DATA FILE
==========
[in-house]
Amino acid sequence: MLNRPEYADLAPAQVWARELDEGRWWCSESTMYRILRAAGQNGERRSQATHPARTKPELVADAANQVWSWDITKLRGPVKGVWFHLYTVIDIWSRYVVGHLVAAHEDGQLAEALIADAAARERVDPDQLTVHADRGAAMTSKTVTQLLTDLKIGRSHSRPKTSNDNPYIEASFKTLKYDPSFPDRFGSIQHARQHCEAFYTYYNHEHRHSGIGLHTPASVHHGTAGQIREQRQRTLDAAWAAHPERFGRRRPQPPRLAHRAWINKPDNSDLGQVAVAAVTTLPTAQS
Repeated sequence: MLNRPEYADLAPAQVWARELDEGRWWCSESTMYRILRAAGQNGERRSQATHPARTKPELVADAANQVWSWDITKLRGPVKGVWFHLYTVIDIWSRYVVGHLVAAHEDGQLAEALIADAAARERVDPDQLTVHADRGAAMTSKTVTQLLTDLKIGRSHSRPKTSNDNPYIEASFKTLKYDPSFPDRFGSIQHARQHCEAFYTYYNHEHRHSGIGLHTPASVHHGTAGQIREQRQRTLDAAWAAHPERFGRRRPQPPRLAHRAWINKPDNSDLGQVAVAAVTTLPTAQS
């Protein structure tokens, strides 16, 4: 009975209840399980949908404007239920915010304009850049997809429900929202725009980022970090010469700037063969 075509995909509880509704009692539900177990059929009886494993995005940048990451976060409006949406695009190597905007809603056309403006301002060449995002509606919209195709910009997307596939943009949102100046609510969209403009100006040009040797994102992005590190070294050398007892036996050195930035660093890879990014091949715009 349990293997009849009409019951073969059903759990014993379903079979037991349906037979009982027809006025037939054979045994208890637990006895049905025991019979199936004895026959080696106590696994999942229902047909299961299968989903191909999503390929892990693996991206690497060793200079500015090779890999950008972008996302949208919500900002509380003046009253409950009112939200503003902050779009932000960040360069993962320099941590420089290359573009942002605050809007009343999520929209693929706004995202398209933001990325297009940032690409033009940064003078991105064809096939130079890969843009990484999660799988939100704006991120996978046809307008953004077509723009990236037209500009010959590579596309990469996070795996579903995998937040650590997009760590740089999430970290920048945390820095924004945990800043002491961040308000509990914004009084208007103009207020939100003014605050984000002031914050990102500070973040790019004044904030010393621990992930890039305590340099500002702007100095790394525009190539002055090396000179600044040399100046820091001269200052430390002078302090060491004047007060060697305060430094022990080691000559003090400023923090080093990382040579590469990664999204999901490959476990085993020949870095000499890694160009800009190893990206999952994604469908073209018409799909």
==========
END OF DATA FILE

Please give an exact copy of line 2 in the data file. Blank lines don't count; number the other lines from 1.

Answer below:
Amino acid sequence: MLNRPEYADLAPAQVWARELDEGRWWCSESTMYRILRAAGQNGERRSQATHPARTKPELVADAANQVWSWDITKLRGPVKGVWFHLYTVIDIWSRYVVGHLVAAHEDGQLAEALIADAAARERVDPDQLTVHADRGAAMTSKTVTQLLTDLKIGRSHSRPKTSNDNPYIEASFKTLKYDPSFPDRFGSIQHARQHCEAFYTYYNHEHRHSGIGLHTPASVHHGTAGQIREQRQRTLDAAWAAHPERFGRRRPQPPRLAHRAWINKPDNSDLGQVAVAAVTTLPTAQS